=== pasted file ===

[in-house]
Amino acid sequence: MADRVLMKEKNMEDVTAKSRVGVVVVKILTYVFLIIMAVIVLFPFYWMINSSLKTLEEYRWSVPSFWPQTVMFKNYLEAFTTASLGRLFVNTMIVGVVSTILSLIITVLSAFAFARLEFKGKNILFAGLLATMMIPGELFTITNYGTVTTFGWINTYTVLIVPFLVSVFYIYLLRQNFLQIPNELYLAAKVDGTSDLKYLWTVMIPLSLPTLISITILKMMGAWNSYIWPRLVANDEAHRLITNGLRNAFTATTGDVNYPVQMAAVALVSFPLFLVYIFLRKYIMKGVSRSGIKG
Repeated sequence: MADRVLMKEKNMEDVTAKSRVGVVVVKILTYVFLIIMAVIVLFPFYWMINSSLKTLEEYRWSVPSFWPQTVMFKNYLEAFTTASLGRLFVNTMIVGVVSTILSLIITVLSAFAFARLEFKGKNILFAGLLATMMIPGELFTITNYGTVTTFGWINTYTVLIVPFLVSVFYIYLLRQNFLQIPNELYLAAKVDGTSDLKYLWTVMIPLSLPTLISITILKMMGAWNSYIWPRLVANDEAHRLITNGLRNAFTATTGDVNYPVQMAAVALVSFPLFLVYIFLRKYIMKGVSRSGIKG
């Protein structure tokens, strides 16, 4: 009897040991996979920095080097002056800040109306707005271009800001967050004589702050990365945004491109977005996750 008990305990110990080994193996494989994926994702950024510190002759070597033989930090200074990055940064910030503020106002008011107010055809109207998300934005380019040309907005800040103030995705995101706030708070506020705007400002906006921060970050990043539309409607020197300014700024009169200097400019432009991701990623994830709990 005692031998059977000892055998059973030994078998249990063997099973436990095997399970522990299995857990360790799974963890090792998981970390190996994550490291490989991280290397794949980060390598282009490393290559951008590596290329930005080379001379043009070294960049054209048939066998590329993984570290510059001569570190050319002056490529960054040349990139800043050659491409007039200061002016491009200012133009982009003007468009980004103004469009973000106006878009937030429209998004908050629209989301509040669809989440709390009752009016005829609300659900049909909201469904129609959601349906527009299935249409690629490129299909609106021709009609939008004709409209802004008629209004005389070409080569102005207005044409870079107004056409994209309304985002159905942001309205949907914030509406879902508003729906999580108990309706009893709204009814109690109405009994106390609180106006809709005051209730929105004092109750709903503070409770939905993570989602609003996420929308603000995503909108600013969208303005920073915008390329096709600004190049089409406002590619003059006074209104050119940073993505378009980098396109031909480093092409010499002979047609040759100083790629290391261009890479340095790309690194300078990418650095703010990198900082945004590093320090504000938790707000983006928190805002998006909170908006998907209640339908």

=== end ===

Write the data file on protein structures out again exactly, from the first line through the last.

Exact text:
[in-house]
Amino acid sequence: MADRVLMKEKNMEDVTAKSRVGVVVVKILTYVFLIIMAVIVLFPFYWMINSSLKTLEEYRWSVPSFWPQTVMFKNYLEAFTTASLGRLFVNTMIVGVVSTILSLIITVLSAFAFARLEFKGKNILFAGLLATMMIPGELFTITNYGTVTTFGWINTYTVLIVPFLVSVFYIYLLRQNFLQIPNELYLAAKVDGTSDLKYLWTVMIPLSLPTLISITILKMMGAWNSYIWPRLVANDEAHRLITNGLRNAFTATTGDVNYPVQMAAVALVSFPLFLVYIFLRKYIMKGVSRSGIKG
Repeated sequence: MADRVLMKEKNMEDVTAKSRVGVVVVKILTYVFLIIMAVIVLFPFYWMINSSLKTLEEYRWSVPSFWPQTVMFKNYLEAFTTASLGRLFVNTMIVGVVSTILSLIITVLSAFAFARLEFKGKNILFAGLLATMMIPGELFTITNYGTVTTFGWINTYTVLIVPFLVSVFYIYLLRQNFLQIPNELYLAAKVDGTSDLKYLWTVMIPLSLPTLISITILKMMGAWNSYIWPRLVANDEAHRLITNGLRNAFTATTGDVNYPVQMAAVALVSFPLFLVYIFLRKYIMKGVSRSGIKG
């Protein structure tokens, strides 16, 4: 009897040991996979920095080097002056800040109306707005271009800001967050004589702050990365945004491109977005996750 008990305990110990080994193996494989994926994702950024510190002759070597033989930090200074990055940064910030503020106002008011107010055809109207998300934005380019040309907005800040103030995705995101706030708070506020705007400002906006921060970050990043539309409607020197300014700024009169200097400019432009991701990623994830709990 005692031998059977000892055998059973030994078998249990063997099973436990095997399970522990299995857990360790799974963890090792998981970390190996994550490291490989991280290397794949980060390598282009490393290559951008590596290329930005080379001379043009070294960049054209048939066998590329993984570290510059001569570190050319002056490529960054040349990139800043050659491409007039200061002016491009200012133009982009003007468009980004103004469009973000106006878009937030429209998004908050629209989301509040669809989440709390009752009016005829609300659900049909909201469904129609959601349906527009299935249409690629490129299909609106021709009609939008004709409209802004008629209004005389070409080569102005207005044409870079107004056409994209309304985002159905942001309205949907914030509406879902508003729906999580108990309706009893709204009814109690109405009994106390609180106006809709005051209730929105004092109750709903503070409770939905993570989602609003996420929308603000995503909108600013969208303005920073915008390329096709600004190049089409406002590619003059006074209104050119940073993505378009980098396109031909480093092409010499002979047609040759100083790629290391261009890479340095790309690194300078990418650095703010990198900082945004590093320090504000938790707000983006928190805002998006909170908006998907209640339908």